A Complete Android Game

And here’s the source code:

package com.pdg.android.sandbox;

import java.util.Random;

import android.app.Activity;
import android.os.Bundle;
import android.view.View;
import android.widget.EditText;
import android.widget.TextView;

public class SandboxActivity extends Activity {
    private static final int INITIAL_GUESS_COUNT = 0;
	private static final int NUMBER_MAXIMUM = 100;
	private static final int NUMBER_MINIMUM = 1;
	private int guessCount;
	private Random random = new Random();
	private int number;

	/** Called when the activity is first created. */
    public void onCreate(Bundle savedInstanceState) {

    private void startGame() {

	private void pickNumber() {

	private void setNumber(int theNumber) {
		number = theNumber;

	private int getNumber(){
		return number;

	private void updateGuessStatus() {
    	setGuessStatus(String.format(getString(R.string.guess_count_format), getGuessCount()));

	private void setGuessStatus(String theGuessStatus) {
		TextView tv = (TextView)findViewById(R.id.guessCount);

	private int getGuessCount() {
		return guessCount;

	private void setGuessCount(int theGuessCount) {
		guessCount = theGuessCount;

	private void setPrompt(String thePrompt) {
		TextView tv = (TextView)findViewById(R.id.prompt);

	public void guessButtonPressed(View view){
		EditText et = (EditText)findViewById(R.id.currentGuess);
		int theGuess = Integer.parseInt(et.getText().toString());

Yes, it is the perennial classic “Guess My Number 1 to 100” game that just about everyone has written.

Why did I write this?

Mainly, I’m teaching myself the view based xml ui for android.

This is how I do it.

By writing an entirely too simplistic game.

But now I know how to put resources correctly into xml files, how to grab widgets by id, and how to set text values on TextViews.

Of course, the thing still blows up if you don’t put anything into the edit box and press “Guess!”, but that’s a feature!


The Final Stretch?


Well, I’ve got all of the buttons on the main menu doing something, and my last two dialogs (theme selection and options) are now in and working.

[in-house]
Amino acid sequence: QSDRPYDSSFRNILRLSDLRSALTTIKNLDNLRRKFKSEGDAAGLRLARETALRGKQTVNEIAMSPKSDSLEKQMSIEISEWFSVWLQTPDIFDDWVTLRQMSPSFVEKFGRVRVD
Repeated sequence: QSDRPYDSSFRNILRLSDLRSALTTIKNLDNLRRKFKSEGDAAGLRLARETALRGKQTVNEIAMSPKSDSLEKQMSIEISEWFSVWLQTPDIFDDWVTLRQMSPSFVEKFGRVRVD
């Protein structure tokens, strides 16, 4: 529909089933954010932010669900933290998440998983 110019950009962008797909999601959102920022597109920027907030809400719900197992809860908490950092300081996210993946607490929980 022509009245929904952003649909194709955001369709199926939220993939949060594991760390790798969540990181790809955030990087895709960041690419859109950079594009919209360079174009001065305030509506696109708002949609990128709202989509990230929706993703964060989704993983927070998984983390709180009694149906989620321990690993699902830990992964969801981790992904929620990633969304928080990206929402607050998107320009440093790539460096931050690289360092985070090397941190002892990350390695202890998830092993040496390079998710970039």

Which means I now head into polish mode.  The game has been functionally there for quite some time, and now I’ve got all of the menuing and UI support stuff finished.

Typically, where I am at right now would be about as far as I’d go with a game. While I actually touched the real game code today (the stuff that actually contains game mechanics), it was a small change to support the options I put in.

From here on out, it is all small, barely noticeable changes that  take a lot of time and, truth be told, are really annoying and frustrating.

For example, there is one tweak that will be necessary involving the menu button and how it initially shows up in internet explorer. IE and fox handle the “right” style a little differently, and making code that works in both is a little hackish.

Another thing still to do is put in a “you win” dialog or something when the puzzle is complete. I’ve long since ditched the cheerleader, and I’m most likely to just go with a simple window popping up that states “you win! congrats!” and maybe show some statistics.

For a while, I had toyed with the idea of completely ditching <img> tags everywhere, and strictly go with html tags <input> <button> <div> for my graphical elements.  I could easily replace all of the images used on the board with <div>s, and the load time would be amazing, since there would be no images to download.

I have decided not to go that route for this game (I’d like to be done someday, and this sort of constraint reminds me a bit of my ASCII graphics and hexagonal board fetishes, and nobody likes an eccentric game developer) .


Menu Dialog

I’ve got a main menu dialog coming along for Connect!

While I originally used <input> and <button> tags, I am now ditching those in favor of my own “buttons” using <img> tags.  This is mainly so that I can get a consist look and feel across browsers. Also, buttons and check boxes are not terribly difficult to implement with an <img> tag: just four images and a few javascript handlers (onmouseover, onmouseout, onmousedown, onmouseup, and onclick).

For some things, I’m going to be stuck with the inconsistent rendering of various <input> tags, especially text boxes and combo boxes. I’ll go as far as reinventing the wheel with simple controls, but not when it comes to complex controls like that.

I’m really quite pleased with how Connect! is turning out. My earlier javascript work looked very cheesy and plain, but as I improve with my mad js/html skills, it is looking like nothing is too hard to do in js.

Which means that the programming world has become something like it was when I first started approximately 20 years ago, by which I mean that anybody can write software without buying big, expensive, complicated tools and IDEs and compilers.  I can make a game with notepad and MS Paint if I want (although I don’t… I use Notepad++ and Paint .NET)